And He was asking him, "What is your name?" And he said to Him, "My name is Multitude; for we are many."
«What to make of the idea that instruments are dead scientific entities when Man has made Himself into a scientific object? Scientists «increasingly subordinated their bodies to the material technology of their laboratories» – how to articulate this with discipline? There are two conclusions to be drawn. The first, that scientists are dead natural philosophers. The second, that scientists are scientific instruments.
[excerpts from an essay, under construction, on the origins of science in XIXth century europe – following the article the production of scientists]
Are humans becoming pieces of mechanical system? Are we now gears of bigger machinery? For centuries we had machines at our service; mechanisms that we used as means, that we manipulated as instruments. May it be the case that we are now the ones serving the machines, that we are now their instruments?
What is certain is that Kant would have found the oxymoronic materialization of his philosophy. On the one hand, Kantian freedom was massively been accomplished, for for him «a will that chooses to follow its duty by behaving .. as if under the compulsion of a universal law possesses autonomy; this obedience to the law that one gives oneself is for Kant synonymous with freedom» and this is the exact same principle that defines a self-governed, disciplined body, a human automaton. On the other hand, the developments that lead to this conjecture undermine Kant’s notion of instrumentality that grounds his demarcation between machines and living beings: it is only in an organism that its parts, its organs, “must be producing the other parts – each, consequently, reciprocally producing the others.»
That modern science was born cyborg is something that can be verified as much at the level of the anonymous masses as at that of the grand figures of its time: Justus von Liebig’s reputed Laboratory in which his panoptical eye surveilled the strict division and regulation of the students’ and researchers’ time, their weekly examinations, and the rigour with which they applied the meticulous chemical analysis developed by Liebig; Franz Neumann’s Ausbildung, that stressed the importance of the skillful manipulation of precise measuring apparatuses; Alexander Von Humboldt’s care for his instruments and the ‘assembly of techniques’, and the research circuits «for galvanic electricity in which different metals, chemical solutions, and frogs had equal status as instruments», as had, more than often, his own body. Lissa Roberts’ inspired reading on the death of the sensuous chemist allows us to finish our enumeration with such an early and illustrious figure as Lavoisier. Following his methods, occasions were in which chemists had to nullify their bodies from the experiment, others when they «were advised literally to transform their bodies into appendages of a machine;» the new chemists «had to master new experimental techniques that required them to subordinate and discipline their own bodies in the service of machines» and «the deployment of [their] bodily senses was subordinately tied, almost to the point of invisibility.»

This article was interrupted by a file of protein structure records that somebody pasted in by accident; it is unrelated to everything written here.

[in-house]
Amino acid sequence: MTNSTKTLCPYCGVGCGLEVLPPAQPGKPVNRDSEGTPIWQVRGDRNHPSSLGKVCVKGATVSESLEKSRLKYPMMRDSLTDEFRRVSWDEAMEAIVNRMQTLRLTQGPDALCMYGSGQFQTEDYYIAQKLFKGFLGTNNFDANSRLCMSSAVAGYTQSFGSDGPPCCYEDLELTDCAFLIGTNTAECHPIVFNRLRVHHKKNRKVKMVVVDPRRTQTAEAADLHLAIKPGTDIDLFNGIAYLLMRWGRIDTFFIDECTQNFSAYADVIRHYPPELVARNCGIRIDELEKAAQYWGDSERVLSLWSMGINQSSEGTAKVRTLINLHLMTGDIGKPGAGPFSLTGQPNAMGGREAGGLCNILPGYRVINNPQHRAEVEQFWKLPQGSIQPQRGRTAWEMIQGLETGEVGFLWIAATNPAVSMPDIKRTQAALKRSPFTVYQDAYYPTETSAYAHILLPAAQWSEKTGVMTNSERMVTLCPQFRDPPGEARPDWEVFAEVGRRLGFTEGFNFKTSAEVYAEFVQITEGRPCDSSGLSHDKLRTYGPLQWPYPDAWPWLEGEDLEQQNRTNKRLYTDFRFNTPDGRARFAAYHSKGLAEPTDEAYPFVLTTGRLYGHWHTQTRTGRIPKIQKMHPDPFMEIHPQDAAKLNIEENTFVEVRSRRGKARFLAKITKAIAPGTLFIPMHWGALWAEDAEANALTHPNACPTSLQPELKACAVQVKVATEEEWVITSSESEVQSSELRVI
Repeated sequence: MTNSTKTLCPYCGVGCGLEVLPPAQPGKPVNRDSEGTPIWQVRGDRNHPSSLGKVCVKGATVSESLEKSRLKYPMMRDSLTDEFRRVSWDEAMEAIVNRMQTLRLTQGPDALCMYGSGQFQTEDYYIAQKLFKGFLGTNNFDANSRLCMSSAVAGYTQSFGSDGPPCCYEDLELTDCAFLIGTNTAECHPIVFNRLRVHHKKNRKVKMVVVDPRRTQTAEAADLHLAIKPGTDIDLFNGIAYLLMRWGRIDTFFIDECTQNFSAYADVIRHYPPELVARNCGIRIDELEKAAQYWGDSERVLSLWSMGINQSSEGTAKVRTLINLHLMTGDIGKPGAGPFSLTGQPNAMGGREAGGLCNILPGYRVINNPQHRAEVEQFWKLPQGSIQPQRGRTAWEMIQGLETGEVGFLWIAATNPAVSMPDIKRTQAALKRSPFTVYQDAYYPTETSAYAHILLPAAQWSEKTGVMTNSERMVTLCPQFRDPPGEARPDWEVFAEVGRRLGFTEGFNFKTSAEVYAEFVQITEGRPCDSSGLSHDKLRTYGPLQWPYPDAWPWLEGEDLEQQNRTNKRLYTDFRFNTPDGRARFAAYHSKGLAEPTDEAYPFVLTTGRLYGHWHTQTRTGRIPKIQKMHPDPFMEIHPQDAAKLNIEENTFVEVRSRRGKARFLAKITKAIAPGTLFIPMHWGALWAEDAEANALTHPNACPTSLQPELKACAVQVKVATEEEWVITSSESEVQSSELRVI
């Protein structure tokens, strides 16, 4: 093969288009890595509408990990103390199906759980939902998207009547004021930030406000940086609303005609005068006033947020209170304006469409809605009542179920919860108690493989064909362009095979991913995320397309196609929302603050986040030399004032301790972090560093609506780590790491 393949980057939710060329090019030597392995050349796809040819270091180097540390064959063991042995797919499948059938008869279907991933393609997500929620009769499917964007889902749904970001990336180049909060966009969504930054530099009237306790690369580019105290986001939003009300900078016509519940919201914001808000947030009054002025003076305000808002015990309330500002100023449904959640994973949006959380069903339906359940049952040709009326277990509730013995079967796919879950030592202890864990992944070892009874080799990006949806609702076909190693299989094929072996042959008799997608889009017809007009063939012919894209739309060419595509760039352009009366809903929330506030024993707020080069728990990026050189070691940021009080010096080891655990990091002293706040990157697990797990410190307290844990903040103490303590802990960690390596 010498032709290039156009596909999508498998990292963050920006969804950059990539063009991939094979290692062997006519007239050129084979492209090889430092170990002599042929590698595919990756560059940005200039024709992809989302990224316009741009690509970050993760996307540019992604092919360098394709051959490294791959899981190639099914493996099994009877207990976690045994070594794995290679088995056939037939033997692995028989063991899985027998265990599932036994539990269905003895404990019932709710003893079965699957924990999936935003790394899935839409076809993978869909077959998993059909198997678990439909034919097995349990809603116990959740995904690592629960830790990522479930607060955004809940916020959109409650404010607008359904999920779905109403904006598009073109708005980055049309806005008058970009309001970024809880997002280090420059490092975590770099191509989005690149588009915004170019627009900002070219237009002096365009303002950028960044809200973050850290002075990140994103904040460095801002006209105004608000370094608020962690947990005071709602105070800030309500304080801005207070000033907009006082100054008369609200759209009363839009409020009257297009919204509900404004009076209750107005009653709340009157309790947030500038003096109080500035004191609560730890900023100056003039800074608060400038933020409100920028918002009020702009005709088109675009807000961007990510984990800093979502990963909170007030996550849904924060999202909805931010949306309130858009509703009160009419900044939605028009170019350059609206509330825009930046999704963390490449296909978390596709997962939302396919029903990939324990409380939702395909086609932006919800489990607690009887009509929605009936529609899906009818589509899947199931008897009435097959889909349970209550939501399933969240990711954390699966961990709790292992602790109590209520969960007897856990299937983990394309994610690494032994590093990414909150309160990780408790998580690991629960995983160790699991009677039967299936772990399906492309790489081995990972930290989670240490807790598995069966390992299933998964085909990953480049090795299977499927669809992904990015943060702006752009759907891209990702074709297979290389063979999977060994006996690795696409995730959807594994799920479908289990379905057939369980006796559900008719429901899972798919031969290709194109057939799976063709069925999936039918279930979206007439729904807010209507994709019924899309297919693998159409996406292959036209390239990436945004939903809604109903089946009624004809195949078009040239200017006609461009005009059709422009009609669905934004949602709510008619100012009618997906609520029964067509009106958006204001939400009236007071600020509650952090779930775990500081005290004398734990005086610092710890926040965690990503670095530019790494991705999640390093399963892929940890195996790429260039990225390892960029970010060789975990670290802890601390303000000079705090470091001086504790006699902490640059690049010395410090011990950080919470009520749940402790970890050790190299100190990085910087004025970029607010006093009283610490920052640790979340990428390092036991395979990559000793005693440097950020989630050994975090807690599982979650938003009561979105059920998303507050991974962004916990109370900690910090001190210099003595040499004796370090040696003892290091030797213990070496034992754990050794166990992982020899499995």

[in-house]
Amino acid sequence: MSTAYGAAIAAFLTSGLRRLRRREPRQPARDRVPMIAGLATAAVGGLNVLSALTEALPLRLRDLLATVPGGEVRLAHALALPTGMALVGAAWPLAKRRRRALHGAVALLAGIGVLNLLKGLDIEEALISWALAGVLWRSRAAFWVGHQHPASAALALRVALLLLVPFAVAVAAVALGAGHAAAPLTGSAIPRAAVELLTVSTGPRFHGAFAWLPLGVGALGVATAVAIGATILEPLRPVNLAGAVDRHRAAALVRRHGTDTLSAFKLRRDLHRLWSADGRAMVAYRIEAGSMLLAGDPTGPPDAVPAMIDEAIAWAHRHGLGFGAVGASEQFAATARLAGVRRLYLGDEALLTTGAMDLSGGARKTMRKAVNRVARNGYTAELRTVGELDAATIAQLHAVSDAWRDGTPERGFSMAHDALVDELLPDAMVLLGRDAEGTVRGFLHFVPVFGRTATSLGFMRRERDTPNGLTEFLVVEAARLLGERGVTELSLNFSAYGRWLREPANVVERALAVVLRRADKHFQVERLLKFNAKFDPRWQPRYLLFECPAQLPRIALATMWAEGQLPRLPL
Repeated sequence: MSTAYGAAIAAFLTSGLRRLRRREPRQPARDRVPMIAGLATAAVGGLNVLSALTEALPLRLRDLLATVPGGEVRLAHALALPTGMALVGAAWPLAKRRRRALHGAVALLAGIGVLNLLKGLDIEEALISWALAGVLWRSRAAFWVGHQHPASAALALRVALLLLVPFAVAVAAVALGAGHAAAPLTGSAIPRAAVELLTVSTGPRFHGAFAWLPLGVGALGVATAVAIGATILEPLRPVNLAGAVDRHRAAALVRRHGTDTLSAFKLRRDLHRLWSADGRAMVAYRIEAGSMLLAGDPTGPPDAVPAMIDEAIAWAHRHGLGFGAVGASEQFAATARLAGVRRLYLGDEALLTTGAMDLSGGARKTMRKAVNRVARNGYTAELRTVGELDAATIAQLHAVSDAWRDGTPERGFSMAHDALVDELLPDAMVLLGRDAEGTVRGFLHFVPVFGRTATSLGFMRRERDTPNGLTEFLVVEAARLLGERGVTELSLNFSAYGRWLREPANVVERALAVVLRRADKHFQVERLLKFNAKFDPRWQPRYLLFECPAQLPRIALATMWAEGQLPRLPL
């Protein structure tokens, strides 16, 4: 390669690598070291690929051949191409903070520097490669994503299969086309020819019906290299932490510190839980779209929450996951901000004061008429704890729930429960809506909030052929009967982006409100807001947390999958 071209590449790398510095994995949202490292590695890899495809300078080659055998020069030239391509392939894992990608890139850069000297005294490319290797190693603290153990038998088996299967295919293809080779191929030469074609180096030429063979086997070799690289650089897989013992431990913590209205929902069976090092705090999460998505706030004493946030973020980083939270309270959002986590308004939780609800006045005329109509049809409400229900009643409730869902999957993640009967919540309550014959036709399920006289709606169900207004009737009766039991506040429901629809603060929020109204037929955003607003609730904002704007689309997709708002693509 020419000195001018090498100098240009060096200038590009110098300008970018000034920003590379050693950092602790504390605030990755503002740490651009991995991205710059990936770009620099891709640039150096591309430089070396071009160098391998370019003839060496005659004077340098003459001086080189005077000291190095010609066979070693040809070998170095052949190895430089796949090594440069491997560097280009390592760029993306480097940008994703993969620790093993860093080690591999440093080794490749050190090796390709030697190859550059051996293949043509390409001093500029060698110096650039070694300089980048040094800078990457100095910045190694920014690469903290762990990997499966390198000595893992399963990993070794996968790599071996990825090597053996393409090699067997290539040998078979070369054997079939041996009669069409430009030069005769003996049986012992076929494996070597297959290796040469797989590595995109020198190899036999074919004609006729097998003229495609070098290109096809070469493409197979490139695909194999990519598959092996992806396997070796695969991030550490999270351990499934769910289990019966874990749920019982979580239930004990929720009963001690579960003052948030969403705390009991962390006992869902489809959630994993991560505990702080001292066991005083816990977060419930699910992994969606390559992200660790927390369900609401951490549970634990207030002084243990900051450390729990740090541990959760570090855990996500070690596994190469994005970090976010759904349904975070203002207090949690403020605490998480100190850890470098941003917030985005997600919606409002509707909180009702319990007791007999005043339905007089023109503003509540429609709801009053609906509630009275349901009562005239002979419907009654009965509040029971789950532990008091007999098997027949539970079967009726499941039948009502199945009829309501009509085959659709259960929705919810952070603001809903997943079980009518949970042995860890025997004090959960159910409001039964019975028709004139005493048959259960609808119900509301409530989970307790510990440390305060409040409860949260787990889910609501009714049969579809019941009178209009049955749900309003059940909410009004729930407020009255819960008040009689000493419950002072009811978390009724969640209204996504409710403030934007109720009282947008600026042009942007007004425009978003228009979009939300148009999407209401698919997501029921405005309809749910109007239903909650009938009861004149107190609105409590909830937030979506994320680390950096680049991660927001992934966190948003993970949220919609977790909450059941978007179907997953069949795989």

In a well-acknowledged article, Rheinberger identifies «the experimental system as the smallest functional unit of science» and as «a device to materialize questions; it cogenerates, so to speak, the phenomena or material entities and the concepts they embody.» That given, within an experimental system the difference between a scientific object and a technological object is merely functional: their places might be commutable in a specific conjecture: «sufficiently stabilized scientific objects may become transformed into constitutive moments of the experimental arrangement,» i.e. technological objects. It is in this way that «the momentum of science» can get absorbed into technology. Other words could be use to make this point: instruments are dead scientific entities.
What to do with Rheinberger’s perspective on technological apparatuses when Man has made Himself into a scientific object? And what to make of Robert’s claim that «chemists increasingly subordinated their bodies to the material technology of their laboratories» when generalized by foucauldian discipline? There are two conclusions to be drawn. The first, that scientists are dead natural philosophers. The second, that scientists are scientific instruments.
We are no long just asking to what extent human bodies were becoming /part of/ machines. We must also ask wh@ is handling, manipulating and managing wh@? Might it be that historical agency does not belong to bodies? Can power have an agency of itself?